It started literally with trash--discarded McDonald’s drink cups strewn along my street. Picking them up and recycling them didn’t seem to be enough of a response. Realizing that my obsession with trash and the fate of the environment could translate into an art show, I started to see something different in those drink cups. The result was by no means a foregone conclusion and ultimately was the least of the discoveries on the way to TRASH! a Collaborative Eco Art Exhibit at the Cooperative Gallery in Binghamton NY in June 2016.
El Anatsui of Ghana says, “I have a desire to manipulate the material to get something else out of it.” He creates elaborate and massive tapestries from flattened liquor bottle caps and other scrap paper. “I collect rubbish and create something beautiful from it. I collect something that has no value and give it new life,” says South African Mbongeni Buthelezi. Bryant Holsenbeck of North Carolina states: “I use these everyday items to make work, which transforms the objects and surprises us.” I was delighted to know that more accomplished artists had already articulated what I was beginning to appreciate about trash.
I was not alone in this sentiment as more than two dozen artists responded to the call for this show. Robert Skiba was one individual whose obsession with a material that is environmentally a toxic nuisance created something that show attendees called the “Dale Chihuly of Plastics.” Skiba created a colorful, fantastical “Vertical Garden” of cut up vitamin bottles in long fronds, leaves, and feathery shapes. (photo) Joanne Thorne Arnold created “something else” out of cardboard, a material so common as to be invisible, yet she found textures and details in the corrugation that surprised and delighted.
Rae Freeman-Doyle found a medium and a message in the form of six pack plastic that causes the death of so many marine animals. An oceanic gyre the size of Texas is whirling around the Pacific; her “Gyre Wave” uses those plastic bits to create the froth on stylized waves painted on a piece of scrap wood. Chuck Haupt, normally a fine art photographer, also found a message in “United States of Plastic” made of the ubiquitous plastic bags.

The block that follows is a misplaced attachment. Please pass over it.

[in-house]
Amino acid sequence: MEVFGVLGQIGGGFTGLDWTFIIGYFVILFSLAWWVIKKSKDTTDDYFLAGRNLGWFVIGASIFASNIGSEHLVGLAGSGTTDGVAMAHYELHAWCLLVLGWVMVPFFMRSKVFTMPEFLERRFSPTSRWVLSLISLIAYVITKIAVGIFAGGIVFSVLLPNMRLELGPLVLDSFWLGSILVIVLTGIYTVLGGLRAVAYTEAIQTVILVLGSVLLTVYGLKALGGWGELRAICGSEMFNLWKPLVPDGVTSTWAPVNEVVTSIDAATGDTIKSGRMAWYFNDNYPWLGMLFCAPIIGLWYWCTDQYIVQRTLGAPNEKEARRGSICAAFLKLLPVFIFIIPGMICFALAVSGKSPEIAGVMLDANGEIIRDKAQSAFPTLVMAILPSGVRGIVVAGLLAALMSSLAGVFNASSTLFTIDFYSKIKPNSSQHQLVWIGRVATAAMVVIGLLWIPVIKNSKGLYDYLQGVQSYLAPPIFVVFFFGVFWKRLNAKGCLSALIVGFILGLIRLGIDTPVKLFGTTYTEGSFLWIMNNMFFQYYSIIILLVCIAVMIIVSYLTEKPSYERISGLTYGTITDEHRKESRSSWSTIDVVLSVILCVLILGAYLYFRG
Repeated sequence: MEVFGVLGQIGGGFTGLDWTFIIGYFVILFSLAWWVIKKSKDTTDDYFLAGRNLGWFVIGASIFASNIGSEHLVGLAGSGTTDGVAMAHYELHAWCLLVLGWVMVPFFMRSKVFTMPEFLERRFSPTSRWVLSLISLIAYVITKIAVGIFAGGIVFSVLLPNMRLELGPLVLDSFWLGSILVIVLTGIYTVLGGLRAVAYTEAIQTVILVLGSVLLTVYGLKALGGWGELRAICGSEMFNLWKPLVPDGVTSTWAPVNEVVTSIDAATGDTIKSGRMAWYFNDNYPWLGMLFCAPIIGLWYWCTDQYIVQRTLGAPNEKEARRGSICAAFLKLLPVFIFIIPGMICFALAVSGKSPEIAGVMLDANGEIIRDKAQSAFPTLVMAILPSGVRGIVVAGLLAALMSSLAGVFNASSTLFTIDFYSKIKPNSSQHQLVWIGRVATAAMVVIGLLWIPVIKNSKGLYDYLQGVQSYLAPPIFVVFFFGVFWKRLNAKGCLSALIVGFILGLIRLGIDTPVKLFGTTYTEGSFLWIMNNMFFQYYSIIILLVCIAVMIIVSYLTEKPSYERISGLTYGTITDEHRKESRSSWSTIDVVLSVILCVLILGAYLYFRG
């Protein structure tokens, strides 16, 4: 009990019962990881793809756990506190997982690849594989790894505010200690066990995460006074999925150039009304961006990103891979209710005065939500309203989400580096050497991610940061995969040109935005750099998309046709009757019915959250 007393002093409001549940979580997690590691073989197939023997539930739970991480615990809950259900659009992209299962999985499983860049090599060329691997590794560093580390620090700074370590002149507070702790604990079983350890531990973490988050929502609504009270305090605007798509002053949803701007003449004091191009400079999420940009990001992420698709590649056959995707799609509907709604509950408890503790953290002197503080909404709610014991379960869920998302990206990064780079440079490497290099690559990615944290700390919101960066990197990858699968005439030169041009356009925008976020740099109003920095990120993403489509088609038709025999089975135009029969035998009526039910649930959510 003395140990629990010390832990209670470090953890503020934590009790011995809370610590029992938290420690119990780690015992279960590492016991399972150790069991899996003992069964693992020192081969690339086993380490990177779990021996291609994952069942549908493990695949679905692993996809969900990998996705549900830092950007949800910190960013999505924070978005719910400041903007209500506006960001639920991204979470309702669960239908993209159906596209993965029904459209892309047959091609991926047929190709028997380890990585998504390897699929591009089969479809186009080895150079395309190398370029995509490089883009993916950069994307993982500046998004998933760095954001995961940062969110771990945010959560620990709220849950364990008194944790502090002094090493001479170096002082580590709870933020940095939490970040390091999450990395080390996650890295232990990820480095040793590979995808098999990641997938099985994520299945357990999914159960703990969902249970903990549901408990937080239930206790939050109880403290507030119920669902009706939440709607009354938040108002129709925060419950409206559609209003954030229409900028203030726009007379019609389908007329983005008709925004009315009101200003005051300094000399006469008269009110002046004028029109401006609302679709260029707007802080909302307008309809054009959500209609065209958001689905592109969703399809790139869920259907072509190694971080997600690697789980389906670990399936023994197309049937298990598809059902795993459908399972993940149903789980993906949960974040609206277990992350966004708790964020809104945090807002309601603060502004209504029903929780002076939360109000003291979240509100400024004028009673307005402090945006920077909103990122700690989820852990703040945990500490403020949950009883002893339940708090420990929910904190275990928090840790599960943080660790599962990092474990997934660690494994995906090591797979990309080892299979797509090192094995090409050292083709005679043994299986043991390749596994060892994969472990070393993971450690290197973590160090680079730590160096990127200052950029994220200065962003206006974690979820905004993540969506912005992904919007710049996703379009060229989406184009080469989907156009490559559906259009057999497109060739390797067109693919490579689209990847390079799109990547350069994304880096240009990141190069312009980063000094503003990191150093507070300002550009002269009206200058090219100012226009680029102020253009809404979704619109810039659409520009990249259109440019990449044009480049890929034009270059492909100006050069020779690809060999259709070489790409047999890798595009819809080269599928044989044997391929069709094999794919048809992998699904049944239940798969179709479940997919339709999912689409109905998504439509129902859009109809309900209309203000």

“But is it art?” was a question that I kept coming back to, and knew that gallery attendees would be thinking. My criteria was where it started: did the artist transform—and transcend—the material itself? Did the viewer see an intriguing piece of art, and then notice the material used? That second look, that delight in being surprised, is what I was looking for. Interspersed with TRASH! art were Chuck Haupt’s photos of bales of recyclables which kept art lovers grounded in the environmental concerns about the by-products of our consumer culture.
Artists have always drawn attention to society’s flaws and many artists have always been attracted to a cheap medium for their art. For example, working with plastic cups I created grid art with two inch squares of consumer slogans, reducing them to color and shapes. In the process I learned about the properties of plastics, in terms of malleability and adhesives. And, I confess, the trash that I loathed as I walked my neighborhood became prized materials for my art project. My perspective on the trash that had been there the whole time had shifted, however slightly, and maybe that’s what happened to someone wandering around the gallery in June. It would have been enough.
Here we highlight featured stories from the archive, contributions by fellow writers and artists, as well as reflections and comments on the value and impact of discarded objects in our world.